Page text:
Title: Comparative evaluation of clinical manifestations and risk of death in patients admitted to hospital with covid-19 and seasonal influenza: cohort study
Author: Yan Xie, Benjamin Bowe, Geetha Maddukuri, Ziyad Al-Aly
Objective To comparatively examine differences in risk of clinical manifestations and death among people admitted to hospital with coronavirus disease 2019 (covid-19) and seasonal influenza.
Design Cohort study.
Setting US Department of Veterans Affairs.
Participants Patients admitted to hospital with covid-19 between 1 February 2020 and 17 June 2020 (n=3641) and seasonal influenza between 2017 and 2019 (n=12676).
Main outcome measures Risks of clinical manifestations, healthcare resource use (including use of mechanical ventilation, admission to intensive care, and length of stay), and death, estimated using a doubly robust approach to build propensity scores that were then used along with covariates to adjust the outcome models.
Results Compared with seasonal influenza, covid-19 was associated with higher risk of acute kidney injury (odds ratio 1.52, 95% confidence interval 1.37 to 1.69), incident renal replacement therapy (4.11, 3.13 to 5.40), incident insulin use (1.86, 1.62 to 2.14), severe septic shock (4.04, 3.38 to 4.83), vasopressor use (3.95, 3.46 to 4.51), pulmonary embolism (1.50, 1.18 to 1.90), deep venous thrombosis (1.50, 1.20 to 1.88), stroke (1.62, 1.17 to 2.24), acute myocarditis (7.82, 3.53 to 17.36), arrythmias and sudden cardiac death (1.76, 1.40 to 2.20), elevated troponin (1.75, 1.50 to 2.05), elevated aspartate aminotransferase (3.16, 2.91 to 3.43), elevated alanine aminotransferase (2.65, 2.43 to 2.88), and rhabdomyolysis (1.84, 1.54 to 2.18). Compared with seasonal influenza, covid-19 was also associated with higher risk of death, mechanical ventilator use, and admission to intensive care (hazard ratio 4.97, (95% confidence interval 4.42 to 5.58), 4.01 (3.53 to 4.54), and 2.41 (2.25 to 2.59), respectively) and 3.00 (2.20 to 3.80) additional days of hospital stay. Differences in rates of death per 100 patients between covid-19 and seasonal influenza were most pronounced in people over 75 years of age with chronic kidney disease or dementia and those with black race and obesity, diabetes, or chronic kidney disease.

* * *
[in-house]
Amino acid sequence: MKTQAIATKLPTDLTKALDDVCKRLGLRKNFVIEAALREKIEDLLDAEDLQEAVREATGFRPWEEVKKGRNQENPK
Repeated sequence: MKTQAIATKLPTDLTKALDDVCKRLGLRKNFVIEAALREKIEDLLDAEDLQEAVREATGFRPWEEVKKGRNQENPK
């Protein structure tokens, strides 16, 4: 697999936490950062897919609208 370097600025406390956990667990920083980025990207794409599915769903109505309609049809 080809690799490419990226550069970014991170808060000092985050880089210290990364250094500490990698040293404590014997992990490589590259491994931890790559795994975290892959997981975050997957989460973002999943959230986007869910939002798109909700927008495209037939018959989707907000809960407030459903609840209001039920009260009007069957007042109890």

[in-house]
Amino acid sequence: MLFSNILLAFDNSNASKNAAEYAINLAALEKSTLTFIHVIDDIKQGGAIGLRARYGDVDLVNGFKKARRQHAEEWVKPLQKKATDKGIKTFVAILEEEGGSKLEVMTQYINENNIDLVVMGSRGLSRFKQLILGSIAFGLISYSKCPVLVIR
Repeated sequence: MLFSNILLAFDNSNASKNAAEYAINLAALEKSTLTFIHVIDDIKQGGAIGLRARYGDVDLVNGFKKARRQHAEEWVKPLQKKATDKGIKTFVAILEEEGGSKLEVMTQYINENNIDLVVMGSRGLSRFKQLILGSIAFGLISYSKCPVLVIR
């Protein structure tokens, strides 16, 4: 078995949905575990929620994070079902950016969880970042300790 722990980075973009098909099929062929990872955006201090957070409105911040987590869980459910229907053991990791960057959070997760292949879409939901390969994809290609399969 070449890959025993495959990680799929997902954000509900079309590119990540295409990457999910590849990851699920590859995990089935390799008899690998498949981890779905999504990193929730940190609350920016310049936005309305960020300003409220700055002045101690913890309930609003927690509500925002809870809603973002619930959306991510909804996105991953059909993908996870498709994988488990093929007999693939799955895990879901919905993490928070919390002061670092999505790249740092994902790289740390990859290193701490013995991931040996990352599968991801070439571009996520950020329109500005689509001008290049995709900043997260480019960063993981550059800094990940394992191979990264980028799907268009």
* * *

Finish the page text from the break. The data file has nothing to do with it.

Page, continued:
Conclusions Among people admitted to hospital, compared with seasonal influenza, covid-19 was associated with increased risk of extrapulmonary organ dysfunction, death, and increased health resource use. The findings may inform the global discussion about the comparative risks of covid-19 and seasonal influenza and may help the ongoing effort to manage the covid-19 global pandemic.